Mexican lawmakers on Tuesday approved a plan to nationalize the exploration and mining of lithium, a vital material in the production of batteries for electric cars, cellphones and other technology.
The mining law reform submitted by President Andres Manuel Lopez Obrador puts the metal's exploitation in the hands of a state company, without the participation of private firms.
The plan was passed in the Senate with 87 votes in favor and 20 against, a day after it was approved by the lower house of Congress.
Lopez Obrador told reporters that eight concessions already granted to companies for lithium exploration would be reviewed to see "if the procedures were followed."
He mentioned a contract with the company Bacanora, controlled by China's Ganfeng Lithium, as one that needed to be scrutinized.
Previously, the government has said the concessions would remain valid as long as the companies make the necessary progress towards starting production.
"We're going to develop the technology (to exploit the deposits) or acquire it, but the lithium is ours," said Lopez Obrador, who was elected in 2018 with a vow to overhaul Mexico's "neoliberal" economic model.
He said that concessions to explore for the metal were granted for around 150,000 hectares of land during the government of his predecessor Enrique Pena Nieto.
Mexico does not yet produce lithium, and the economic viability and environmental impact of mining it is still unclear.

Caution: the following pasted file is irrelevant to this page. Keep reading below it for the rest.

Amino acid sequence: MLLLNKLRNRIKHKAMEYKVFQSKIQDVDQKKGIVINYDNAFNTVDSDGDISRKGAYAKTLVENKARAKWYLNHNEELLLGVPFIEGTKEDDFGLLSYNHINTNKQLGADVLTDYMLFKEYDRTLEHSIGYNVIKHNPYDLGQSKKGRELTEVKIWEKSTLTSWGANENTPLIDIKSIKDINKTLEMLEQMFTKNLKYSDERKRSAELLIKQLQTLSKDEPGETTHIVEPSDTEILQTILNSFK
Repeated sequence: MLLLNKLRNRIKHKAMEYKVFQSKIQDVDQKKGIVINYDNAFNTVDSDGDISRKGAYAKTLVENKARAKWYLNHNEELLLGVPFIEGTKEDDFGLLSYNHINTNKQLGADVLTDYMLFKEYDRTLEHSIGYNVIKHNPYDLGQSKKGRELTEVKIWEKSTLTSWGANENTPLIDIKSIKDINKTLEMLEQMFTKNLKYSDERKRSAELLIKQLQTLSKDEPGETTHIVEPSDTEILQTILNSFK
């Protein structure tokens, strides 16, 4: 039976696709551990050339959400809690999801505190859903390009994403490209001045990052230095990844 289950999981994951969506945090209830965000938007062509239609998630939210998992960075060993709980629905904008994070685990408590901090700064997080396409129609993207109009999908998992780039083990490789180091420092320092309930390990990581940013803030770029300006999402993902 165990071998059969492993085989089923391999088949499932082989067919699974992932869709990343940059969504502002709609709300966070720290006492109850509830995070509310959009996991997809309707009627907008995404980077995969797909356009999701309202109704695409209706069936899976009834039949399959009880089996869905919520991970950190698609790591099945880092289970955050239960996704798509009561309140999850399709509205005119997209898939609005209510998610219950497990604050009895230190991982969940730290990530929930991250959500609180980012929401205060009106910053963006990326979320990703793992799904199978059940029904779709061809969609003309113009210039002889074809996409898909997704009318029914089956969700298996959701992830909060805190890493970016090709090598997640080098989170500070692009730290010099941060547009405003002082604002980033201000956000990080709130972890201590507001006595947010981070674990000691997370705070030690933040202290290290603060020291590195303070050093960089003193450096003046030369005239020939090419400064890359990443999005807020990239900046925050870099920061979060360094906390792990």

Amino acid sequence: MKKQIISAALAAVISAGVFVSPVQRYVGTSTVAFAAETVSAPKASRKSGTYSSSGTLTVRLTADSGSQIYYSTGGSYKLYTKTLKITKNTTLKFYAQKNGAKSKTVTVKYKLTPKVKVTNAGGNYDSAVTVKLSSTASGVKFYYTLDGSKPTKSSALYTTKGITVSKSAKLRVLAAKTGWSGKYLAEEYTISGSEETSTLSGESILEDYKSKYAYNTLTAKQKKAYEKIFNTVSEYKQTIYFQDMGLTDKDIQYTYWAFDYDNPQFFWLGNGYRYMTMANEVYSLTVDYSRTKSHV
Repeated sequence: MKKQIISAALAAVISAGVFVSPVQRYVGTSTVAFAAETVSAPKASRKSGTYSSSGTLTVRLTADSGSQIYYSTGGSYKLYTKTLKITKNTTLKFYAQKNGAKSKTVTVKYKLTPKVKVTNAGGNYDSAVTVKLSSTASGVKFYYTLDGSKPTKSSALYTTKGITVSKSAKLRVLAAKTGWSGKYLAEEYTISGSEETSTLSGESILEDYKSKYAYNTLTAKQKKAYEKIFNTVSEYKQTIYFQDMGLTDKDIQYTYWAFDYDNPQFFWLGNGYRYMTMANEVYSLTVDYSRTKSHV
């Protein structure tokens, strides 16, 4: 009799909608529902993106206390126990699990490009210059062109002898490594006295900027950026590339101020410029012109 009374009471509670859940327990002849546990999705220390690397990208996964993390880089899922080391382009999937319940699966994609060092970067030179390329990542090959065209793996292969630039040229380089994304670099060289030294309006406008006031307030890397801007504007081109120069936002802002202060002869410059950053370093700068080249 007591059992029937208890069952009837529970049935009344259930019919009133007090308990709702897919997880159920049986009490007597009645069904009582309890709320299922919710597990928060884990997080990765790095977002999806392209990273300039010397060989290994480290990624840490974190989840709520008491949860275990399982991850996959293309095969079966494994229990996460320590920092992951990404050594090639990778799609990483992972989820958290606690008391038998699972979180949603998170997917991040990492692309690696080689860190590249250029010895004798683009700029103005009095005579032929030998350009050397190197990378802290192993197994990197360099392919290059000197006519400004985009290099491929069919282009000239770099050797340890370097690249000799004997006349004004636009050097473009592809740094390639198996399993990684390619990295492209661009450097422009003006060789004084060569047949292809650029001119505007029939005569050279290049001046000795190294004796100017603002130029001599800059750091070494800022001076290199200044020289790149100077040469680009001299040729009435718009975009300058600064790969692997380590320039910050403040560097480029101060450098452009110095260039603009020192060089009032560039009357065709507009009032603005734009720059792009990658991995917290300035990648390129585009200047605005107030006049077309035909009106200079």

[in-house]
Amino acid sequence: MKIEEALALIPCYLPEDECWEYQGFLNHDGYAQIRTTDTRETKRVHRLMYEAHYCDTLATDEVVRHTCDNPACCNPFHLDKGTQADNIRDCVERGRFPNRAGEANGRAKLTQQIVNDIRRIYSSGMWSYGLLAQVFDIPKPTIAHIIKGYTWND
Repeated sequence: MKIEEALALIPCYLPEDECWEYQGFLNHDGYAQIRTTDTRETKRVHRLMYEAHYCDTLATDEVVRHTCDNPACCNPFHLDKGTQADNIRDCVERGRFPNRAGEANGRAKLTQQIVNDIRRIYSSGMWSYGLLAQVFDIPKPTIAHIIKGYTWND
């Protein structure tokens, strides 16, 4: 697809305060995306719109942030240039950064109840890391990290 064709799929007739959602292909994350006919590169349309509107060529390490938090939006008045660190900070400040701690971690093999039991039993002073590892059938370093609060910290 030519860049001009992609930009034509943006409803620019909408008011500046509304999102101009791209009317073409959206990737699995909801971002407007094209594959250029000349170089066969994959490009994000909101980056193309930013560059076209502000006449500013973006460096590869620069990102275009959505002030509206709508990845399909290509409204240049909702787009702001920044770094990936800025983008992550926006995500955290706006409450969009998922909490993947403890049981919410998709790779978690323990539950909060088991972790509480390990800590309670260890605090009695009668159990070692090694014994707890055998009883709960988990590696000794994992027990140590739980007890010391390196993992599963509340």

"There is no certainty that we have enough lithium to exploit," said Jaime Gutierrez, president of the Mexican Mining Chamber.
The reform was unnecessary and created "a lot of uncertainty" for investors in the mining sector, he told El Heraldo Radio.
Lithium is mined mostly in Australia and South America, while China dominates the supply chain.
Mexico's deposits of the metal are mainly found in the northern state of Sonora, where drug traffickers and other organized crime gangs operate.
Lithium "will be the exclusive property of the state and for the benefit of the people. Our resources will be safe and the energy transition will be guaranteed," Lopez Obrador's spokesman Jesus Ramirez tweeted.
The lithium plan was originally included in constitutional reforms aimed at strengthening the state-owned electricity provider, but that bill failed to win enough votes to pass on Sunday.
The power reforms had alarmed the United States and Canada, prompting warnings that Mexico was in danger of violating its trade commitments by favoring state-run entities heavily dependent on fossil fuels.
While constitutional amendments require support from two-thirds of lawmakers, the mining law reform only needed a simple majority to pass.